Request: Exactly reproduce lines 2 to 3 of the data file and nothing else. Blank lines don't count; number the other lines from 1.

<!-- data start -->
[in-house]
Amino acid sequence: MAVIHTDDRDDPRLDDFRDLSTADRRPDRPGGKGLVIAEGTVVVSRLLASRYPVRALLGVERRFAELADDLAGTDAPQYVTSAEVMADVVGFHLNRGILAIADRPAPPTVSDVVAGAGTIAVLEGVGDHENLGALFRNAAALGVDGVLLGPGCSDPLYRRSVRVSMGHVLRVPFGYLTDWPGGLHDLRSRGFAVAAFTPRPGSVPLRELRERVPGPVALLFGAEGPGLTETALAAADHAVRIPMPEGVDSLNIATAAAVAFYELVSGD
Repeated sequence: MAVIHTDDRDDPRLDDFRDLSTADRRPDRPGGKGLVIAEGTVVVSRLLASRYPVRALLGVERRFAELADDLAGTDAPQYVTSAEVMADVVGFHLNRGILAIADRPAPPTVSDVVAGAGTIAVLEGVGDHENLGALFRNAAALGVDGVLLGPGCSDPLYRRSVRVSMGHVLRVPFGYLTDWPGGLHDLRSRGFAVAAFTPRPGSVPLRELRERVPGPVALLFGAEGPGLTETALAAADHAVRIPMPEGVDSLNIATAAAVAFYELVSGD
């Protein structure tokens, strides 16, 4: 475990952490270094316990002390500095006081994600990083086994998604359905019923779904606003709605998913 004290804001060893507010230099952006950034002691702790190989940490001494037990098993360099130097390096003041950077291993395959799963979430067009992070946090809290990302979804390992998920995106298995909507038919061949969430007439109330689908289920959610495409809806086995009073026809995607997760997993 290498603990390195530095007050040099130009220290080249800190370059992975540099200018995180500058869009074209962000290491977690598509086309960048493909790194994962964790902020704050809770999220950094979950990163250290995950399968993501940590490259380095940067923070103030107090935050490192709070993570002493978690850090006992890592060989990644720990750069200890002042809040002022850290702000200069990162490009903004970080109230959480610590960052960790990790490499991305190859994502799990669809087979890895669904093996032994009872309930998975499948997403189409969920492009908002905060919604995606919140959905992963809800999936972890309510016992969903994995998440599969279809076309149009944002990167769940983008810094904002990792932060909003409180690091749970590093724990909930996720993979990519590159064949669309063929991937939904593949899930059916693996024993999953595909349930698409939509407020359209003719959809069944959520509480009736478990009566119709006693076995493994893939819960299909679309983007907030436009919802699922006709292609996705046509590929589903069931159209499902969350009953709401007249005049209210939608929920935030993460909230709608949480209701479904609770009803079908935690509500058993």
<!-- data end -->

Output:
Amino acid sequence: MAVIHTDDRDDPRLDDFRDLSTADRRPDRPGGKGLVIAEGTVVVSRLLASRYPVRALLGVERRFAELADDLAGTDAPQYVTSAEVMADVVGFHLNRGILAIADRPAPPTVSDVVAGAGTIAVLEGVGDHENLGALFRNAAALGVDGVLLGPGCSDPLYRRSVRVSMGHVLRVPFGYLTDWPGGLHDLRSRGFAVAAFTPRPGSVPLRELRERVPGPVALLFGAEGPGLTETALAAADHAVRIPMPEGVDSLNIATAAAVAFYELVSGD
Repeated sequence: MAVIHTDDRDDPRLDDFRDLSTADRRPDRPGGKGLVIAEGTVVVSRLLASRYPVRALLGVERRFAELADDLAGTDAPQYVTSAEVMADVVGFHLNRGILAIADRPAPPTVSDVVAGAGTIAVLEGVGDHENLGALFRNAAALGVDGVLLGPGCSDPLYRRSVRVSMGHVLRVPFGYLTDWPGGLHDLRSRGFAVAAFTPRPGSVPLRELRERVPGPVALLFGAEGPGLTETALAAADHAVRIPMPEGVDSLNIATAAAVAFYELVSGD